One of the interesting things you mention in your book is that parents often worry that their child will be bullied and rarely worry that their child will be a bully.

We have this idea that there is a type of kid that is a bully. But it’s not just a bad seed who becomes a bully. Anybody can bully. We need to have regular conversations with our kids about this. Some of the research has found that kids who engage in bullying behaviors often don’t realize their behavior is hurtful. It comes back to the idea of talking about feelings. Sometimes they aren’t intentionally trying to hurt other people—they don’t understand the impact of what they’re doing.

Another fascinating chapter is about the dangers of pressuring kids for academic success.

That was a chapter that blew me away. I was surprised to find that our well-meaning desires for our kids to succeed and achieve can be so harmful to self-esteem. I was reading the research and thinking, “Am I doing this? Am I turning my child into a monster?” We all just want our kids to do better and better. We’re worried about getting our kids into college, and our fears are grounded—it’s harder than it used to be. But if we aren’t careful, we can actually seed the very problems we’re trying to avoid. If kids are constantly questioning themselves because they feel our love is contingent on how well they do and their grades, they’re going to have so many issues with self-esteem.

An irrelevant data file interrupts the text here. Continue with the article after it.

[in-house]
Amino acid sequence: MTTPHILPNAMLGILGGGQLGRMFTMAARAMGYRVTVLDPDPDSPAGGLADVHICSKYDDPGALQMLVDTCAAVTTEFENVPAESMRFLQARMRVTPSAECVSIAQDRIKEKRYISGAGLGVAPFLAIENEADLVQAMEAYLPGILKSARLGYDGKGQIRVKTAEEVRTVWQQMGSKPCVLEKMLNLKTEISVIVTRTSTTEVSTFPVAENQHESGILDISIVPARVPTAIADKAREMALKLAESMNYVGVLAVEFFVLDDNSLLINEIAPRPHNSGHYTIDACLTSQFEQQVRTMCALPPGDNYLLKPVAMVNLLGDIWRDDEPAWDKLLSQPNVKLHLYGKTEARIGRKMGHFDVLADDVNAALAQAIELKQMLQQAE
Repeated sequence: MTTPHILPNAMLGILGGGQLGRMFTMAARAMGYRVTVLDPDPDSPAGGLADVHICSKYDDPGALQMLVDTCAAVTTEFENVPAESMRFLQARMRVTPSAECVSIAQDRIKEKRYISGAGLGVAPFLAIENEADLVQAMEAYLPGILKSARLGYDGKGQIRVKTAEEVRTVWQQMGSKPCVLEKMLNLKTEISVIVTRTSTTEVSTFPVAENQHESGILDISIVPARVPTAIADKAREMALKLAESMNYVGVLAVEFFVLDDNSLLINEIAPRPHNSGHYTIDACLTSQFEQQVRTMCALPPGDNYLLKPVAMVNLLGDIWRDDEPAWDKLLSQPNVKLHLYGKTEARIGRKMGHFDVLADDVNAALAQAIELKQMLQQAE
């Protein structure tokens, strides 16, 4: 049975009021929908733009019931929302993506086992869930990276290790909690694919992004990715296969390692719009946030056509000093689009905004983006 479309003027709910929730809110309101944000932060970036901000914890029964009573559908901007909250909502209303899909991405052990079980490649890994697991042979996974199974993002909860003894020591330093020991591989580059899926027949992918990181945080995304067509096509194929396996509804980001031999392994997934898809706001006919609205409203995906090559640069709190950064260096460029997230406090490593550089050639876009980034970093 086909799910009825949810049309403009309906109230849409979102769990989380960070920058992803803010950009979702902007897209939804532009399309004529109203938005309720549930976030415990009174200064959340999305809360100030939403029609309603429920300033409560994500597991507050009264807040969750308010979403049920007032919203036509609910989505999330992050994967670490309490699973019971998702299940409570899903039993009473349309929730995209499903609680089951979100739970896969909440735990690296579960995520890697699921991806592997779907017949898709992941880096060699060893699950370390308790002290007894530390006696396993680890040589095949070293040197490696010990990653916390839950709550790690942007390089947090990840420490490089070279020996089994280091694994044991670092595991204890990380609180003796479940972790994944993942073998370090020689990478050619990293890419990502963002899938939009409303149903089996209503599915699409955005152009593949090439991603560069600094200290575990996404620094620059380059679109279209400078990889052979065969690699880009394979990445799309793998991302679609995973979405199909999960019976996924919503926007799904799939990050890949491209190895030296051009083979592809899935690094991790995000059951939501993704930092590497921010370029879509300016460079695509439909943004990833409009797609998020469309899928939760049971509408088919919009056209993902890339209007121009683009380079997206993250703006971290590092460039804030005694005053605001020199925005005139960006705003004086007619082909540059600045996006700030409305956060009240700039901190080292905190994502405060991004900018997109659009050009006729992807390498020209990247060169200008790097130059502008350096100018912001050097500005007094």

Science is still trying to figure out how much nature and nurture affect personality. Do parents have a lot of room to influence who their kids will turn out to be?

I think genetics certainly play a role, but it’s clear that environment and parenting does, too. We might have kids that start in different places with their propensity to be generous or have these other traits, but we can still move them in the right direction through how we parent. I observe that my two children have very different personalities and different inclinations toward generosity and empathy. But as I learned to parent through the techniques I talk about in the book, I’ve seen both of them change.